Welcome To The World Of Radio Towers -- And Aviation Hazards

About Me
Learning About Running Your Own Business

Hello everyone. Welcome to my site about running your own business. My name is Neil Gregory. When I was attending a local university, I wanted to learn all I could about local startup companies. From there, I developed a working knowledge of small and large company operations. I studied everything from small family-owned companies to large global corporations. I will talk about the different setups you can use while running your own business to help you get started. I will also share information about the tools and techniques that help businesses thrive in a competitive market. Thanks for visiting my site.

Search
Archive

Welcome To The World Of Radio Towers -- And Aviation Hazards

31 July 2020
 Categories: Business, Blog


Getting permission to erect a radio tower is just one of the steps you'll need to take if you want your region to have a stronger radio signal. Once you have the tower planned, however, you have several tasks to take care of both before and after it's been built. These steps ensure the safety of the tower as well as that of the planes and helicopters that might fly near it because tall radio towers can create a hazard, especially for light aircraft.

You Must Have FAA Clearance

Any antenna tower that's built in the United States must have clearance from the Federal Aviation Administration (FAA). The clearance verifies that the tower will not interfere with aircraft flying low over the area. Night flying is of particular concern, but daylight flights can encounter problems, too, such as on foggy days when a gray tower might blend in with the fog. The risk is that a plane or helicopter might scrape the top of the tower, causing damage to both the tower and the plane. While commercial jet flights are too high up to have much of a problem from antennas, light aircraft that tend to fly lower could potentially collide with a tower. Once the FAA says OK to the plans, then the Federal Communications Commission (FCC) gets involved and issues a construction permit based on the FAA clearance.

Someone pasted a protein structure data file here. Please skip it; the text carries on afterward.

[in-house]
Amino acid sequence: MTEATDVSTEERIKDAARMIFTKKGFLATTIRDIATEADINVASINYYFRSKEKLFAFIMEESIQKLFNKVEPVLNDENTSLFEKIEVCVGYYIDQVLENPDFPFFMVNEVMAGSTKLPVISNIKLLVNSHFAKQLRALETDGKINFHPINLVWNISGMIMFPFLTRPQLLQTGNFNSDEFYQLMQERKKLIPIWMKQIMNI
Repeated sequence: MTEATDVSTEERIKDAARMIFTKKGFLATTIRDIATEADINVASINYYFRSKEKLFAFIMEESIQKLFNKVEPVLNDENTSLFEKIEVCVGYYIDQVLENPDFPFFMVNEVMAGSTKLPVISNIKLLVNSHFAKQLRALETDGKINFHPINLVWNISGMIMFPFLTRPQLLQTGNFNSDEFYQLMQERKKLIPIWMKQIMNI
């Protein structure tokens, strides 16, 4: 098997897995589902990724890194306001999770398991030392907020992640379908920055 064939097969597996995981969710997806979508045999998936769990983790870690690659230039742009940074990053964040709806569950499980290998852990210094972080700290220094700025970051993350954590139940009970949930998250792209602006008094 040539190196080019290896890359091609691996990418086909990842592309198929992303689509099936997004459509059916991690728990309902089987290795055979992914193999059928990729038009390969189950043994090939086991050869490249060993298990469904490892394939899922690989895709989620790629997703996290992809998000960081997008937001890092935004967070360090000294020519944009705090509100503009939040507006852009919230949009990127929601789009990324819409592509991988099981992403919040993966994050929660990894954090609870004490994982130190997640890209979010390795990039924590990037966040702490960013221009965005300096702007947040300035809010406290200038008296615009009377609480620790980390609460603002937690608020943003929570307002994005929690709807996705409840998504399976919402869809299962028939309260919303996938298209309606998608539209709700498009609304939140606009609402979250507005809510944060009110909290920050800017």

Follow FCC Rules

The FCC requires antenna towers to have specific markings and lights. The markings are usually in the form of stripes of reddish-orange and white paint; the towers often have blinking beacons on them, too. The beacons help pilots spot the towers at night and in fog, and the bright colors also make the towers more visible among trees and in mountainous areas.

Arrange for Regular Inspections of Beacons and Tower Condition

These beacons and the paint job both have to stay in great condition. After the tower has been built and painted, arrange for regular inspections to ensure that the beacon lights haven't burned out and that the paint hasn't been affected by dusty conditions (which could cover up the brightness of the paint).

When you need to have an antenna tower painted to meet FAA and FCC guidelines, you need a painting company that knows the regulations inside and out. When you contact tower painting companies for quotes, you'll be able to discuss a timeline for when the whole tower will be completed. To learn more, contact a tower painting company.